Successful leaders know not to wait around for someone to give them a break. They figure out how to move forward and then do what it takes to get there. That success creates more opportunities and even greater successes. It's the same for organizations. And nations.
Here are four key U.S. trends culled from recent headlines and surveys done by various research organizations:
1. The average U.S. male between 30 and 50 years old is now earning 27% less than he did in 1970. At $33,000 that's bad enough, but we also need to factor in that in the '70s the U.S. buck was worth a lot more than it is today. Earning power today is about equal to what a guy was making in the 1950s.
2. Only about 63% of guys have a job today -- including part time. So-called "male jobs," which include manufacturing and construction, are not showing any signs of improvement, although we may see some relief as a result of Obama's speech on September 8.
3. More cars are now registered by women than men. Typically a lack of transportation (i.e., how to get to a job) has a big impact on who is employed and who isn't.
4. Women in the U.S. are following a trend that is common in most "rich" countries -- they are now graduating from college at a significantly higher rate than guys. This is important because most forecasters expect the "good" U.S. jobs will grow in a few key industries (including health, IT, knowledge industries) and you need a degree for most of these better jobs.
I've seen nothing to indicate that these trends won't continue. Here's what to expect if they do:
1. The divide between the rich and the low-income earners will become much greater. Fewer families will fall in the range we currently contemplate as being middle class. It's the middle class who generally drives an economic recovery while fueling the services and retail industries.
2. Can you say, "Detroit"? The U.S. government will incur far greater costs for helping to maintain many of those things we all take for granted. I'm talking about schools and community centers and controlling crime.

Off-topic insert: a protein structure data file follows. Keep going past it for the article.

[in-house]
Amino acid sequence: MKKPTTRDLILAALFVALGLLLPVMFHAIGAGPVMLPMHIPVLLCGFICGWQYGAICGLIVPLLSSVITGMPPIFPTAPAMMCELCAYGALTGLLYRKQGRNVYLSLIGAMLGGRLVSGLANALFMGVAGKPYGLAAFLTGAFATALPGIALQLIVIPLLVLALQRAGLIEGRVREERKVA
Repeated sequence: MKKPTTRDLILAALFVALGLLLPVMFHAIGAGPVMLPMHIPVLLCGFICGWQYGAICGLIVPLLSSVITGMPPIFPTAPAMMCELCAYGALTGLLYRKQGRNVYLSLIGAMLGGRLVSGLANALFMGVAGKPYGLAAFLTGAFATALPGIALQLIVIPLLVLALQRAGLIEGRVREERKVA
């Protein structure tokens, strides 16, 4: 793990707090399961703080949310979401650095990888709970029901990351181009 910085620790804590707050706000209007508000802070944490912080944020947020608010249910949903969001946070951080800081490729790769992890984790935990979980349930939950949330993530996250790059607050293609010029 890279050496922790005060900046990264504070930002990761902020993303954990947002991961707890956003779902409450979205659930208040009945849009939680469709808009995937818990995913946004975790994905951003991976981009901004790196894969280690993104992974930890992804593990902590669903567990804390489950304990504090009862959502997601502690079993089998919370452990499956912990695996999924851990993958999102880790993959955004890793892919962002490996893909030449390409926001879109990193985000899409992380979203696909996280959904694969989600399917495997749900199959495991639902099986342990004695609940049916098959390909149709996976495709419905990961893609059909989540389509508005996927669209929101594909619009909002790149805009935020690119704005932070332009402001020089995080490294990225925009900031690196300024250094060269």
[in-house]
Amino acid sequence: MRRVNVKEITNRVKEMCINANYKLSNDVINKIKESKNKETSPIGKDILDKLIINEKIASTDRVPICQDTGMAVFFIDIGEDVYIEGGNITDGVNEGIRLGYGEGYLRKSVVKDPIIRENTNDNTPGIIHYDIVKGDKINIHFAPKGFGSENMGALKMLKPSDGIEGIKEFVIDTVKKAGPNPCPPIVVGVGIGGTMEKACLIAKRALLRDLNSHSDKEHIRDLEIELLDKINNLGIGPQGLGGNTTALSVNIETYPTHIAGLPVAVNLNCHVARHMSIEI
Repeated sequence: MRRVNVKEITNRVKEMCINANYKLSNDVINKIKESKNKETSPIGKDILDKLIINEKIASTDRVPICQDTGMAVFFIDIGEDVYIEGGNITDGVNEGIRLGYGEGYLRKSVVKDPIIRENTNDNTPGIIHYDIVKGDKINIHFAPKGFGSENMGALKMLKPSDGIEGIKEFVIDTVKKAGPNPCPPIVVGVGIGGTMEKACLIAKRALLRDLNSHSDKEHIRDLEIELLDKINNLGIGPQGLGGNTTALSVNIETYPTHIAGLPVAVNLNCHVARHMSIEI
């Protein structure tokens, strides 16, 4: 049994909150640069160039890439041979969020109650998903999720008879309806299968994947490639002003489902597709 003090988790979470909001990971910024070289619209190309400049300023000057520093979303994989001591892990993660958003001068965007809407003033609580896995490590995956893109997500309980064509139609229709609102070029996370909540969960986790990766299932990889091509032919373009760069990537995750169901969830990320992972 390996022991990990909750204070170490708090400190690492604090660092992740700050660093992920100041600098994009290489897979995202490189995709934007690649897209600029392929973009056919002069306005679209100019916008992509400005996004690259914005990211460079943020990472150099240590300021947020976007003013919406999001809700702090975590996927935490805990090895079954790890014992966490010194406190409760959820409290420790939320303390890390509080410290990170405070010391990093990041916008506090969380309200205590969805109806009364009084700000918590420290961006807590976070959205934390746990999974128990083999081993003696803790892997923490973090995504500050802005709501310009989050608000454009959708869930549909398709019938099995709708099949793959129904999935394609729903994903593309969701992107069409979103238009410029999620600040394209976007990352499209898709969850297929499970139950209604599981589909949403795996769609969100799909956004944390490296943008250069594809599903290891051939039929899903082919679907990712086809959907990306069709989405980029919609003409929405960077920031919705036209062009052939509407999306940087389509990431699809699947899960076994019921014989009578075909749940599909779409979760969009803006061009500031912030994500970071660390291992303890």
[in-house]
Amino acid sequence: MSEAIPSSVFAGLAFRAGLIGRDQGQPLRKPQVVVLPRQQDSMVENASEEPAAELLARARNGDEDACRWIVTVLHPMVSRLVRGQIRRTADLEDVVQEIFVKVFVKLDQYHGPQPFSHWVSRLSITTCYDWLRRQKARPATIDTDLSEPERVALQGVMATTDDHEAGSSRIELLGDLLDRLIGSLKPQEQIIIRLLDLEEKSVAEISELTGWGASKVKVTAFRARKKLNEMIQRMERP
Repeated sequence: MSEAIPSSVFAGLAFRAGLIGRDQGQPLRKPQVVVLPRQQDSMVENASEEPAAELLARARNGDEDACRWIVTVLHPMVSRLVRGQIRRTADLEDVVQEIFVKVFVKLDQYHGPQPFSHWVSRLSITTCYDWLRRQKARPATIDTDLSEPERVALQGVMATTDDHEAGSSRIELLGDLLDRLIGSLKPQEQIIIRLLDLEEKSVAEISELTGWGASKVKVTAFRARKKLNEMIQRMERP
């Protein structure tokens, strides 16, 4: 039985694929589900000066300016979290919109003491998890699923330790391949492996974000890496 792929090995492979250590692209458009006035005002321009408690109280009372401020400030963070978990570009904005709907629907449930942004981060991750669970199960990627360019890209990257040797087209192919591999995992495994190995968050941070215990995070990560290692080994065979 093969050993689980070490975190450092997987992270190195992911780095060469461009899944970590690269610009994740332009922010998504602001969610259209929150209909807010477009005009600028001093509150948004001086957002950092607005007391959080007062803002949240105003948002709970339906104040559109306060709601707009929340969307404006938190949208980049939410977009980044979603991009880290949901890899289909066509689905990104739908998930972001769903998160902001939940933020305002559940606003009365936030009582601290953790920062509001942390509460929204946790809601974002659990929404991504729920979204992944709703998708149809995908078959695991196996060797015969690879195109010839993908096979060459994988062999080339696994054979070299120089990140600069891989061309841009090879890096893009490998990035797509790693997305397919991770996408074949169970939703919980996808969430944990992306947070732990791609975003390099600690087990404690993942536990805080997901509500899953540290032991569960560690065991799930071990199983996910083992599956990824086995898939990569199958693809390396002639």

3. Demographically, we have a huge percentage of people over 60 years old now, and it's growing. It will be harder to keep our population healthy. Insurance costs will become an even greater share of the shrinking GDP. (And at 16%, it's already the highest of any key industrialized nation.)
4. Most of our key industries will use outsourced labor or hiring foreign nationals for key roles. And not just because it's cheaper--countries like China and Brazil have dedicated huge funding to create schools and universities that are world leaders. In the U.S., we're cutting back on this critical component of forward-moving societies. China has stated they will create "50 Harvards."
5. More Americans are losing their optimism. More so than at any time in the last 80 years, people today say they no longer see the U.S. as a place where anyone can have the American Dream. People in a funk are less likely to try as hard to move forward.
The women of this country have done a great job changing their role in society. For at least these two critical reasons, I am a strong advocate of getting more women into power:
- Only 5% of the largest public companies are led by women today. It's just dumb that we have been so male-focused. Typically there's not much difference in the overall financial results of an organization regardless of which sex is leading it, so there's no performance reason to give men an edge at the top.
- But women do a much better job of looking after their employees and communities according to studies by the Catalyst Organization.
For just those reasons alone, do what you can to get more women into power positions. But at the same time, focus on fixing your systems, changing your budgets, and creating new mind-sets that are so broken that they're causing men to move backward.
As a nation, we need to relearn how to cowboy up. The key is taking immediate steps to move ourselves, our loved ones, and our communities forward.
Here's to your future.
John M. McKee is the founder and CEO of BusinessSuccessCoach.net, an international consulting and coaching practice with subscribers in 43 countries. One of the founding senior executives of DIRECTV, his hands-on experience includes leading billion dollar organizations and launching start-ups in both the U.S. and Canada. The author of two published books, he is frequently seen providing advice on TV, in magazines, and newspapers.